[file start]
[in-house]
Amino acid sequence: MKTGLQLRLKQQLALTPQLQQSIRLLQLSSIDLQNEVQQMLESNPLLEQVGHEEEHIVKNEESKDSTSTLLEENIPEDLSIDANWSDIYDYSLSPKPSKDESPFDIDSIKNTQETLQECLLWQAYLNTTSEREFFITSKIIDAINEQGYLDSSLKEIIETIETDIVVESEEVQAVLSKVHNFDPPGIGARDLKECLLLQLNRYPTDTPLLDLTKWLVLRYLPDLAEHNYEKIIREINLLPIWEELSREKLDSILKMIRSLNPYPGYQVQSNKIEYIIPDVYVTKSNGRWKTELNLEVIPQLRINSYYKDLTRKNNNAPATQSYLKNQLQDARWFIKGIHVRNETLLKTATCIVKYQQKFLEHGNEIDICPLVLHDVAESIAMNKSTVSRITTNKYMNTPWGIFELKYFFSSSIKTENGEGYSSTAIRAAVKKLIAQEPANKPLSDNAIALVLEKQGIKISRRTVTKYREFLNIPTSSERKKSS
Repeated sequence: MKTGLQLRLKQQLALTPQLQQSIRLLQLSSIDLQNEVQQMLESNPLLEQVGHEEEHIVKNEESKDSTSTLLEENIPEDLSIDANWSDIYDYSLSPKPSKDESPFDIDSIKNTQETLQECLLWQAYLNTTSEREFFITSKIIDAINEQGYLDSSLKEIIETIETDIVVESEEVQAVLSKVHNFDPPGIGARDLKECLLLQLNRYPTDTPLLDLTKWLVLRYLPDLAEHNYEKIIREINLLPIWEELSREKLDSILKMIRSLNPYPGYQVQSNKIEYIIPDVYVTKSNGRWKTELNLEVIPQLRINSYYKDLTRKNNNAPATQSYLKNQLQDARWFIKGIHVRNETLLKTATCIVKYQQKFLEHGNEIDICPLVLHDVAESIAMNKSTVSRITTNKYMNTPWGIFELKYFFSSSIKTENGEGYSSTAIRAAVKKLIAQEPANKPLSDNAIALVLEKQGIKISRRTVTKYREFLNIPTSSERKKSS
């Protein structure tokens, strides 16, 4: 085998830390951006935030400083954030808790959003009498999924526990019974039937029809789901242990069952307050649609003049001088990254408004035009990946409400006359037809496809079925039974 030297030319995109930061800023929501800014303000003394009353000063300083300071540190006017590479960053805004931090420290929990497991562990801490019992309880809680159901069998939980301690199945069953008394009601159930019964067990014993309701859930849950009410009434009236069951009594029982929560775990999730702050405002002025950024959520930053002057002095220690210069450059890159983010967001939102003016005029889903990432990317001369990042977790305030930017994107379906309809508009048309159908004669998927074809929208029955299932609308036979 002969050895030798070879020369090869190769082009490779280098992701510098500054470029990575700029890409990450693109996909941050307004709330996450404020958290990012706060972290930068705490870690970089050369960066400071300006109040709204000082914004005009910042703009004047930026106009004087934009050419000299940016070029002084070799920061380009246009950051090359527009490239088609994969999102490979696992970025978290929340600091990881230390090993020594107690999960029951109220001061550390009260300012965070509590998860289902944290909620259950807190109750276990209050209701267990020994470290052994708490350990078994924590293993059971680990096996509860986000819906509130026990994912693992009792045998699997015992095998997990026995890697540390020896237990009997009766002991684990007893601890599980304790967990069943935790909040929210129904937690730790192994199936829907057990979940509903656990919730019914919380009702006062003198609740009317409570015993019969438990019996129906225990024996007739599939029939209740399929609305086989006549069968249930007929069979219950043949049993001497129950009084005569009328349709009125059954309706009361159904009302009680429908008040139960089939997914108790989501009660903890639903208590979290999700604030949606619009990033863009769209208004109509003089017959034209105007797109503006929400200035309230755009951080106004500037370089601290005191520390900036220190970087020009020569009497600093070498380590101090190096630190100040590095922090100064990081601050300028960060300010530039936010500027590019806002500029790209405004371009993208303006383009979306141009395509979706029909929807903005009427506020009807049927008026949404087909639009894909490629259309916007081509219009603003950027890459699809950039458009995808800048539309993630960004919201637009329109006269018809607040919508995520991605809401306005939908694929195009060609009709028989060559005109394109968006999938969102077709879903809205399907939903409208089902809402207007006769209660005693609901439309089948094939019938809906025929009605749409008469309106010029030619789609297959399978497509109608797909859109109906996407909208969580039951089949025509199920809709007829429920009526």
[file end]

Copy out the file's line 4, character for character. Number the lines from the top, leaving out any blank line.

């Protein structure tokens, strides 16, 4: 085998830390951006935030400083954030808790959003009498999924526990019974039937029809789901242990069952307050649609003049001088990254408004035009990946409400006359037809496809079925039974 030297030319995109930061800023929501800014303000003394009353000063300083300071540190006017590479960053805004931090420290929990497991562990801490019992309880809680159901069998939980301690199945069953008394009601159930019964067990014993309701859930849950009410009434009236069951009594029982929560775990999730702050405002002025950024959520930053002057002095220690210069450059890159983010967001939102003016005029889903990432990317001369990042977790305030930017994107379906309809508009048309159908004669998927074809929208029955299932609308036979 002969050895030798070879020369090869190769082009490779280098992701510098500054470029990575700029890409990450693109996909941050307004709330996450404020958290990012706060972290930068705490870690970089050369960066400071300006109040709204000082914004005009910042703009004047930026106009004087934009050419000299940016070029002084070799920061380009246009950051090359527009490239088609994969999102490979696992970025978290929340600091990881230390090993020594107690999960029951109220001061550390009260300012965070509590998860289902944290909620259950807190109750276990209050209701267990020994470290052994708490350990078994924590293993059971680990096996509860986000819906509130026990994912693992009792045998699997015992095998997990026995890697540390020896237990009997009766002991684990007893601890599980304790967990069943935790909040929210129904937690730790192994199936829907057990979940509903656990919730019914919380009702006062003198609740009317409570015993019969438990019996129906225990024996007739599939029939209740399929609305086989006549069968249930007929069979219950043949049993001497129950009084005569009328349709009125059954309706009361159904009302009680429908008040139960089939997914108790989501009660903890639903208590979290999700604030949606619009990033863009769209208004109509003089017959034209105007797109503006929400200035309230755009951080106004500037370089601290005191520390900036220190970087020009020569009497600093070498380590101090190096630190100040590095922090100064990081601050300028960060300010530039936010500027590019806002500029790209405004371009993208303006383009979306141009395509979706029909929807903005009427506020009807049927008026949404087909639009894909490629259309916007081509219009603003950027890459699809950039458009995808800048539309993630960004919201637009329109006269018809607040919508995520991605809401306005939908694929195009060609009709028989060559005109394109968006999938969102077709879903809205399907939903409208089902809402207007006769209660005693609901439309089948094939019938809906025929009605749409008469309106010029030619789609297959399978497509109608797909859109109906996407909208969580039951089949025509199920809709007829429920009526």